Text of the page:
Thursday, July 16, 2009

10 mistakes first-time authors make

Finding that promoting your book is even harder than writing it? I certainly have. But luckily for me, my earlier career was in a newsroom where I learned the ins and outs of getting past the editor's desk and into print. As a result, I was able promote my historical fiction novel into the #1 spot on Amazon in the romance/historical/U.S. category.

There is more to book marketing than just press releases, so here are some of the mistakes I often see first-time authors make in book promotion.

1. They spend too much time chatting with other authors. Author groups are great for networking and commiserating, but you’re not selling books by chatting with other authors about how you’re not selling books.

2. They assume the store where they are signing books will advertise the event. Do your own publicity for every event. That could mean press releases to local papers, sending calendar items to publications, posters, postcards, radio interviews, etc.

3. They spend too much time on social networking sights that don’t produce results. It's easy to spend the better part of a day between twitter, facebook, linkedin and ning groups. They are an important part of marketing, but you should be wise with your time.

4. They don’t realize the power of the press release. You have a local paper, right? And there are tons of free Internet distribution sites out there. If you've sent less than four press releases in the last six months, you’re not effectively marketing your book.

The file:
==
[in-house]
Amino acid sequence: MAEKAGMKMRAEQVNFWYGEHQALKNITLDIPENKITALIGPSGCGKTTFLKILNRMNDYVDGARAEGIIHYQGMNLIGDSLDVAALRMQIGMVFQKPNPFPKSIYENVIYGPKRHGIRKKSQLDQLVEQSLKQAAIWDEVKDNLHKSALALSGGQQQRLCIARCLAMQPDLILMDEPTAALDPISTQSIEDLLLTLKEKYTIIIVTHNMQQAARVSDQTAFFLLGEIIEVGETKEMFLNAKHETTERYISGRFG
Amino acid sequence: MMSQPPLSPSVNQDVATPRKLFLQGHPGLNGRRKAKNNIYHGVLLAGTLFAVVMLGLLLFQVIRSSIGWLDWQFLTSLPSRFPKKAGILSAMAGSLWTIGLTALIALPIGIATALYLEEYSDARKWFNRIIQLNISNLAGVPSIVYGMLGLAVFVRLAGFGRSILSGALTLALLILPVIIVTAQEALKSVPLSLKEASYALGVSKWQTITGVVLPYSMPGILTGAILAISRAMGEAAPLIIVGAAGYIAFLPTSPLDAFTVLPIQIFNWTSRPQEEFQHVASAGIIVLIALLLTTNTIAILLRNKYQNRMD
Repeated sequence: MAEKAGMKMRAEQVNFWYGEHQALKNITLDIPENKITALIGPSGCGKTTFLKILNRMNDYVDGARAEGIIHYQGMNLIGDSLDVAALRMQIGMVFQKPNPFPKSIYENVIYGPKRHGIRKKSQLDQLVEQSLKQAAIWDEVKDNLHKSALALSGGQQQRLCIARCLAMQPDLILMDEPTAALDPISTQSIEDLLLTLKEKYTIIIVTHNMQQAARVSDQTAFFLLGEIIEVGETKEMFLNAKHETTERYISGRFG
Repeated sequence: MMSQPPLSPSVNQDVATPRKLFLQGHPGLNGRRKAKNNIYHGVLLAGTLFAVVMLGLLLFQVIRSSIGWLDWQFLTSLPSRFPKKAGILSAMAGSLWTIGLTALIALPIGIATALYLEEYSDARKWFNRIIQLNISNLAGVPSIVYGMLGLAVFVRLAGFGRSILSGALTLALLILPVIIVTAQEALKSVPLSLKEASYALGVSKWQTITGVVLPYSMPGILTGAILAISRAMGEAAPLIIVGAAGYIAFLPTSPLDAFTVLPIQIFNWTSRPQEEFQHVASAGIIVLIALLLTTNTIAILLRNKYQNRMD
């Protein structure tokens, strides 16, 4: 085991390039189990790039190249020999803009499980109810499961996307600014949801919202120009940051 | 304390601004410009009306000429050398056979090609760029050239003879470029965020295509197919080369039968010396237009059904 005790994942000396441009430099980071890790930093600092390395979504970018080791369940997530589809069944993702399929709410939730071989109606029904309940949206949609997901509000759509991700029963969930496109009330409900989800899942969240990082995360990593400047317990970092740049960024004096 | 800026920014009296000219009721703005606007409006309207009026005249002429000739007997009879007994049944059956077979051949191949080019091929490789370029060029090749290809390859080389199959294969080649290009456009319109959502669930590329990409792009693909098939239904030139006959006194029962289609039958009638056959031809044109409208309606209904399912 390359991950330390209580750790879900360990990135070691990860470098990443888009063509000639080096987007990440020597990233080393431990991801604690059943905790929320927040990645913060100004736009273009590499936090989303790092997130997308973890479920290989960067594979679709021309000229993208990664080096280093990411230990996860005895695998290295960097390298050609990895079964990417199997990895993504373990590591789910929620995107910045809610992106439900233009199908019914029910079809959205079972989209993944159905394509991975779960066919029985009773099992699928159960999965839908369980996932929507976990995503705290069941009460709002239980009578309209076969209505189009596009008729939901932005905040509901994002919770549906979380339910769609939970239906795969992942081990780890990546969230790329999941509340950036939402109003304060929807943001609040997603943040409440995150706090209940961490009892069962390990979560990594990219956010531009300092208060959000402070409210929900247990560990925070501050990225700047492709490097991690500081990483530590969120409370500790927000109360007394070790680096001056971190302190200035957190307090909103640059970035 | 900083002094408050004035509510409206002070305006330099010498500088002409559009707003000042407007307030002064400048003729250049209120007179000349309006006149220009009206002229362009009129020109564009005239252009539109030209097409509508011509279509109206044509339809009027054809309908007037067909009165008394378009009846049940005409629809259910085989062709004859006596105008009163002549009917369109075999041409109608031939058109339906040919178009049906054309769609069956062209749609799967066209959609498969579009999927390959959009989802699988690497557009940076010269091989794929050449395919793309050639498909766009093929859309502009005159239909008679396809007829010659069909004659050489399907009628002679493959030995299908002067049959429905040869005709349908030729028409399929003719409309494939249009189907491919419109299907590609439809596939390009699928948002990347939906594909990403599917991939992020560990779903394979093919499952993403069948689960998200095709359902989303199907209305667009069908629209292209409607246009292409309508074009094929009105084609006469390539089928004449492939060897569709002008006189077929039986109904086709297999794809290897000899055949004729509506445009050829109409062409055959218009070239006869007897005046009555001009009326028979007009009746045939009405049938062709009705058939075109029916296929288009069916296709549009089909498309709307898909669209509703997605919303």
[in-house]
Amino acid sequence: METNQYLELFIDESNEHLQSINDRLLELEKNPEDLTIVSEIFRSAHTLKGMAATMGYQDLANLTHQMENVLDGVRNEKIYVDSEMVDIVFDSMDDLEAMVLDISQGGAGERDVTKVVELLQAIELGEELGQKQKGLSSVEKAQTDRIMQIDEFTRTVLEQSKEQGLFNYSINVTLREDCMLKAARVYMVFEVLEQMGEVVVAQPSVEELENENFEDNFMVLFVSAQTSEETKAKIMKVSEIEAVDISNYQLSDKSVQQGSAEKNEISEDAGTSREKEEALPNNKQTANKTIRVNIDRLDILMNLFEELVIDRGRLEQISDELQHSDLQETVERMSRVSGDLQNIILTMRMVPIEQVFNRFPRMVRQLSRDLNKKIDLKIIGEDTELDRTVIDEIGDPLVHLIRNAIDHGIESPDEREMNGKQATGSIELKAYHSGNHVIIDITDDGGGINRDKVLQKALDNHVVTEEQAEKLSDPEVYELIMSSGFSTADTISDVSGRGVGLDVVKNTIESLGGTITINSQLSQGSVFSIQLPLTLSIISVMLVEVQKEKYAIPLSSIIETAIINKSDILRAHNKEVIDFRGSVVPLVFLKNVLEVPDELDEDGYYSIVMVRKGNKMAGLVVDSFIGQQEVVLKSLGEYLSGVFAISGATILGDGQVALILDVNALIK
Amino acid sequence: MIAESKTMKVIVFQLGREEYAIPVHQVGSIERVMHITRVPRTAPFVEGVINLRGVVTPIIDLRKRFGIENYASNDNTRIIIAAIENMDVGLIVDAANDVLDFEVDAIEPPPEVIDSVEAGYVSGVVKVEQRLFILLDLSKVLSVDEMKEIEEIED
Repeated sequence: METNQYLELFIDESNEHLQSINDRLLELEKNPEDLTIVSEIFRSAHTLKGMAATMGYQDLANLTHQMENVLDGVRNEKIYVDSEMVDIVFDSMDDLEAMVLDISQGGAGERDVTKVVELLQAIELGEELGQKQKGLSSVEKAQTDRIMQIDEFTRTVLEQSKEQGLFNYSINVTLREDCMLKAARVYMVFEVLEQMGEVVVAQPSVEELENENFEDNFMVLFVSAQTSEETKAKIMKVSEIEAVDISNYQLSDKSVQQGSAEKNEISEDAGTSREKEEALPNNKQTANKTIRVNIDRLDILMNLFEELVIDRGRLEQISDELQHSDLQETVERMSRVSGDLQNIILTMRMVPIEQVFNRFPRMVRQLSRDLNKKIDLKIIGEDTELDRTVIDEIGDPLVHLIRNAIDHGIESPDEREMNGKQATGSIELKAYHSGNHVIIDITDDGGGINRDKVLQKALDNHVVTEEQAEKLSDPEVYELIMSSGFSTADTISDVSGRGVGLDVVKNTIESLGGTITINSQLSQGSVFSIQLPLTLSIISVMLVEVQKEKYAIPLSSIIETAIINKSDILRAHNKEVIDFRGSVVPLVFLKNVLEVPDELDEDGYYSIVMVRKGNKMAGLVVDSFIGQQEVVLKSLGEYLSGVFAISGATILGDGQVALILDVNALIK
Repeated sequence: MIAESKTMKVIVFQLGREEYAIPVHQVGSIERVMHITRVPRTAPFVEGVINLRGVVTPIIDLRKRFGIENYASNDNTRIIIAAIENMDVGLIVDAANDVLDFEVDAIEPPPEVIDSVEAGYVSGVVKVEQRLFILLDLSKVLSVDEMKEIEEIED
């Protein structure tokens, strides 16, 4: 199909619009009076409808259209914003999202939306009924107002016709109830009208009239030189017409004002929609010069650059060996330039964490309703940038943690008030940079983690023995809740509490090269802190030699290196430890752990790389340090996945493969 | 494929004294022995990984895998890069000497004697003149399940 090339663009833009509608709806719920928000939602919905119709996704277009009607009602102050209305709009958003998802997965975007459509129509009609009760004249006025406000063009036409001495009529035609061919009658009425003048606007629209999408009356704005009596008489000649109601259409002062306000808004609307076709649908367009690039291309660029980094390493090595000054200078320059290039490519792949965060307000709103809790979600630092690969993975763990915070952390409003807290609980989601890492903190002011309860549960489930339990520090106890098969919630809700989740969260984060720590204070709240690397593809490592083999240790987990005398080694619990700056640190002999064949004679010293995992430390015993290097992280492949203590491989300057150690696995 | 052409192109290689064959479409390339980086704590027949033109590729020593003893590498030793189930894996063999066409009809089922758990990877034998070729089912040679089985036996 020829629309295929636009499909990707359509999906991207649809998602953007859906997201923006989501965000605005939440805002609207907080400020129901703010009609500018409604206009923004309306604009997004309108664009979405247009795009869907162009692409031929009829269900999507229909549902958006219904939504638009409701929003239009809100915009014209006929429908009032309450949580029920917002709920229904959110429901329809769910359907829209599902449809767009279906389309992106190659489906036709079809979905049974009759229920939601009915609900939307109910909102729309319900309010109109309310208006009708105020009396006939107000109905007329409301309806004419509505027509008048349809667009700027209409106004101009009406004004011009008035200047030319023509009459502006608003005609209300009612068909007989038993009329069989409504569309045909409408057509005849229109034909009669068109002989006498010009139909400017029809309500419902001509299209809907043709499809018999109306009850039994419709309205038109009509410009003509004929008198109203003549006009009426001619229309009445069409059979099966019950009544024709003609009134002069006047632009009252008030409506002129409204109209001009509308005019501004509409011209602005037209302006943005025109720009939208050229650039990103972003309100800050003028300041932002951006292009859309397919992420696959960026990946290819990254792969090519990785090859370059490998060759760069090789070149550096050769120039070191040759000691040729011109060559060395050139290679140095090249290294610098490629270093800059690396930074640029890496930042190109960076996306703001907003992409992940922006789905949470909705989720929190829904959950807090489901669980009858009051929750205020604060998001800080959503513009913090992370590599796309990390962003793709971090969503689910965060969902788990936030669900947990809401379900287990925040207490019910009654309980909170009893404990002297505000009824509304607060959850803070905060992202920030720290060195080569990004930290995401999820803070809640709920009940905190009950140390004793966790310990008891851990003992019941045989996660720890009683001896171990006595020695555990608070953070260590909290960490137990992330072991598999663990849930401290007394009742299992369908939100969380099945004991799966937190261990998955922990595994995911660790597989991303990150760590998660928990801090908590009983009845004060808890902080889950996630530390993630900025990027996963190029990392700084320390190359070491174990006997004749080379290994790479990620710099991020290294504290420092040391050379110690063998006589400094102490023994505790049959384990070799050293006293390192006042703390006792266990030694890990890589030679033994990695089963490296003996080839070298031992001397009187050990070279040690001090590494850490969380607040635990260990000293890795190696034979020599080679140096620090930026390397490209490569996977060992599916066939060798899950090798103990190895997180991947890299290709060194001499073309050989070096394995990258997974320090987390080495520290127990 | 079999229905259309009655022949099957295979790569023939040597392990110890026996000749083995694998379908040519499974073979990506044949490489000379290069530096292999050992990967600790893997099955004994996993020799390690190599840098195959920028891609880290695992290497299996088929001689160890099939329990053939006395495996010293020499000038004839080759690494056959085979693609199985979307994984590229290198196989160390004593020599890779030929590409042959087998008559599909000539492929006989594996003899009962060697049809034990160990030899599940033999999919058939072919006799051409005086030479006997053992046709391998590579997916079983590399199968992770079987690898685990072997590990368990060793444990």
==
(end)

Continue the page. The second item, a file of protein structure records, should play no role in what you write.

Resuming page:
5. They're not using key words and SEO effectively (which is why press releases and articles are so important). There is a learning curve to all this technology, but it’s necessary to know.

6. Back to the basics: They think their target market is "everybody."

7. They start trying to get reviews AFTER their book has been published. The big reviewers need the manuscript four to five months before the pub date. If you want the review to coincide with the launch, obviously you are going to have to get the book into reviewers hands early.

8. They rush their book to print before it's ready. It's hard to be patient, but hurrying the book into print will only cause headaches later.

9. They think they are going to be a guest on Oprah before they've even received an interview from their local paper. Start small, build buzz.

10. They're marketing plan (if they have one) is not multi-faceted. You can't rely on one type of marketing. Your plan should include print media, radio, blogs, websites and ezines, to name a few.

Good luck!